1. Can stress cause pancreatitis in dogs?
Chronic stress can most certainly increase the chances of pancreatitis in dogs. Studies show that when rats were restrained, they had raised levels of pro-inflammatory cytokines – Tumour Necrosis Factor (TNF).
TNF is a huge participant in the inflammatory response that occurs during pancreatitis. There is also a link between TNF and insulin resistance, which can lead to type 2 diabetes. The endocrine function of the pancreas is to secrete insulin, which helps cells convert blood sugar into energy. If the cells do not respond to the insulin, your dog may develop insulin resistance.
2. Can changing dog food cause pancreatitis?
If you change from a fresh food diet, low in carbohydrates, to food high in carbohydrates, like dry food, then yes, this can put the pancreas under increased pressure for the reasons we have outlined above.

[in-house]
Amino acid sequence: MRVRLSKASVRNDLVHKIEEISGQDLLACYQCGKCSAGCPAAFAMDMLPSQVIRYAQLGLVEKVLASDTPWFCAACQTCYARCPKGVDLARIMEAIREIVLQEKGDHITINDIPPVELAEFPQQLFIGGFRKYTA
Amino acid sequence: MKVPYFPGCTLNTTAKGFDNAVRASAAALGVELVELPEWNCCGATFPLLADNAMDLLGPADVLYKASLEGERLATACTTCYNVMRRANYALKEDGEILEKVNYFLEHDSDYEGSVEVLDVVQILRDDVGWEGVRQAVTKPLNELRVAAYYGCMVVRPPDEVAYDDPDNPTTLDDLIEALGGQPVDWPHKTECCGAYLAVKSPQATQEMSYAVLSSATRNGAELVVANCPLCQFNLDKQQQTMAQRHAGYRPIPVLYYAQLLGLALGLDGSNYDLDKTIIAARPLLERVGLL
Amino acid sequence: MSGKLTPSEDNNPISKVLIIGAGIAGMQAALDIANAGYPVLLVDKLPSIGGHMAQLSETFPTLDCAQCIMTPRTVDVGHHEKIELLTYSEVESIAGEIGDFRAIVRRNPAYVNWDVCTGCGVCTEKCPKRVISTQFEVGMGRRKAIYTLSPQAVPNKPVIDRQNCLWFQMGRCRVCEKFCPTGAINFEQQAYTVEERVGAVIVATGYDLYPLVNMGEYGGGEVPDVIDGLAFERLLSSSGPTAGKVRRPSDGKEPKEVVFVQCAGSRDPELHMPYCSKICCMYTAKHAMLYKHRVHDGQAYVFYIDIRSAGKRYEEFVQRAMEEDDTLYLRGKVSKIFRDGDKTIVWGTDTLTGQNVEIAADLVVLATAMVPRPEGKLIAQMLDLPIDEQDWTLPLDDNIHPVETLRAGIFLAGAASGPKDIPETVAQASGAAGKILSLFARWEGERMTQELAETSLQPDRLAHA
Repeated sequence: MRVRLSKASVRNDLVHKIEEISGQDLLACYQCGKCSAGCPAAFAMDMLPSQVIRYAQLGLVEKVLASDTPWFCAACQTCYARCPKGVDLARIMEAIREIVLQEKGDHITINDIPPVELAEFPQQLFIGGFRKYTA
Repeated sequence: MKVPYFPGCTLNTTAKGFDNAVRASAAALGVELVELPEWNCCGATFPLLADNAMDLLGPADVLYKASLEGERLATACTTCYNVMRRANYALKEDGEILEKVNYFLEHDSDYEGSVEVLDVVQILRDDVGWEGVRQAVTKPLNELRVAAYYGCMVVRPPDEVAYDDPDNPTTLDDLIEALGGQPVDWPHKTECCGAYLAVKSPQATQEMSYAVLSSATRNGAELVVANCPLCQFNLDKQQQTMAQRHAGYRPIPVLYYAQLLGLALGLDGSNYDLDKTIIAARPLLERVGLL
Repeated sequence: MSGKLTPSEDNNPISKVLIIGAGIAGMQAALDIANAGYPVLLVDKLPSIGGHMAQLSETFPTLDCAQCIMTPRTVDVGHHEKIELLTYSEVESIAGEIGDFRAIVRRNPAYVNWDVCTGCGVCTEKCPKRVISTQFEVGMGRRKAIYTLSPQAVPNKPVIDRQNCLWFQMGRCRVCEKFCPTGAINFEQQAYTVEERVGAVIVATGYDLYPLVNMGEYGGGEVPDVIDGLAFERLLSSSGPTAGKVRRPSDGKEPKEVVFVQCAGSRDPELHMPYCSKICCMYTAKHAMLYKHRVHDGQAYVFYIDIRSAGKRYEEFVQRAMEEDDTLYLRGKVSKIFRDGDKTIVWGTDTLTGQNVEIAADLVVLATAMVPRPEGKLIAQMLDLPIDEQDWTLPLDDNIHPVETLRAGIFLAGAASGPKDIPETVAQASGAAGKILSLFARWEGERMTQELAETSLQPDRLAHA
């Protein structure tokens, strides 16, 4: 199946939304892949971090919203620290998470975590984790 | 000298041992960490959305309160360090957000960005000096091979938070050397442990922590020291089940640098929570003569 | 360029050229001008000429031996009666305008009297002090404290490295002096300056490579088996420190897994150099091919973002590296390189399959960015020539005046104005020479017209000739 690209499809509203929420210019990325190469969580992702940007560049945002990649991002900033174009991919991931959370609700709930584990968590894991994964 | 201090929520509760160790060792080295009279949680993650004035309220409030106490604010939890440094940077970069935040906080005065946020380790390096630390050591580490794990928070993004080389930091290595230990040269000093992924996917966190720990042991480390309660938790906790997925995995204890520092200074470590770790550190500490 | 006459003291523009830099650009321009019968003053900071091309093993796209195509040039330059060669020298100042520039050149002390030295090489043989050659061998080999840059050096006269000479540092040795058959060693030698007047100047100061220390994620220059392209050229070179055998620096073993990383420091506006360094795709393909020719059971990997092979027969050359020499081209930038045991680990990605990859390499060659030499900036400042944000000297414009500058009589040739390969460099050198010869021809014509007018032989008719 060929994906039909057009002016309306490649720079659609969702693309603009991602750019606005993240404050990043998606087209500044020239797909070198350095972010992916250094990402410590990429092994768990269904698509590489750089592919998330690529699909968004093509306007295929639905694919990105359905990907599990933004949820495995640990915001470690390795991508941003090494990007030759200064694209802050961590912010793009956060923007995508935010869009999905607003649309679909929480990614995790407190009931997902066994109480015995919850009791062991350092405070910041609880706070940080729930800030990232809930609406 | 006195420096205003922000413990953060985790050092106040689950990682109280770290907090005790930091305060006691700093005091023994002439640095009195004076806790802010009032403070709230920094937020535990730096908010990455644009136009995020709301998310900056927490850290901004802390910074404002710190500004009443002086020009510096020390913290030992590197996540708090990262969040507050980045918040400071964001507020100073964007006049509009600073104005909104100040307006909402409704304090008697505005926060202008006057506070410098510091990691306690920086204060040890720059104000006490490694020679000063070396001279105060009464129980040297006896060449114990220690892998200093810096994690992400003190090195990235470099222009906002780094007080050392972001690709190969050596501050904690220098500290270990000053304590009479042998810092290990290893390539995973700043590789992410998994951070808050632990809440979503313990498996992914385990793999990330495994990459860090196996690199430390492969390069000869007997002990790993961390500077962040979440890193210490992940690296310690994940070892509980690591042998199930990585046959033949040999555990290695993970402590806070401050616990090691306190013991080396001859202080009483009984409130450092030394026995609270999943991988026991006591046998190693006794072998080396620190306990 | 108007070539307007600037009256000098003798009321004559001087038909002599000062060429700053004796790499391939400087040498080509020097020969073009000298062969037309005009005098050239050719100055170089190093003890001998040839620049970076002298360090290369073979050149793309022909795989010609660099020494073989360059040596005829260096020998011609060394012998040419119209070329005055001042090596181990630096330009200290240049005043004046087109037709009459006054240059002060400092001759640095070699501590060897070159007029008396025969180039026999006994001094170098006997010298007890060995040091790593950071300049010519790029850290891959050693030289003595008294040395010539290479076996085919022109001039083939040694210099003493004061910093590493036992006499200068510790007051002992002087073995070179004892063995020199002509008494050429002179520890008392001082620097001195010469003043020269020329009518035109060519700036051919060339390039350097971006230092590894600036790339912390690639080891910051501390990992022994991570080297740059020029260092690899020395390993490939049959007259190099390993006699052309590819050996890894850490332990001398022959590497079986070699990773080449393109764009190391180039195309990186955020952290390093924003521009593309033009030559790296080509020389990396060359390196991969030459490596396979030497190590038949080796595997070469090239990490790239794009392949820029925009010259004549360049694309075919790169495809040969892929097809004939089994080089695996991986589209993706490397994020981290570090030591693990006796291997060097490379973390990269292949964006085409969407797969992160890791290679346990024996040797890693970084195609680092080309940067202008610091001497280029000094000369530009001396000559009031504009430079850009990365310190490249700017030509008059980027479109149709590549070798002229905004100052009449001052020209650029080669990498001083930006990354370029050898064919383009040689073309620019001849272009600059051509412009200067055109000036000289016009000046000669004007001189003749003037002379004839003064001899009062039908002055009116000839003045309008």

If your dog was to scavenge a very high-fat meal, then this could spark an incidence of acute pancreatitis, BUT this usually only happens in a dog where the pancreas is chronically inflamed. You need to address all the things that might drive inflammation in your dog.
The first to go is dry dog food and pet store treats – all the preserved and processed junk. Studies show dry-fed dogs undergo TEN TIMES more inflammation than raw-fed dogs.
3. Can eating cat poop cause pancreatitis in dogs?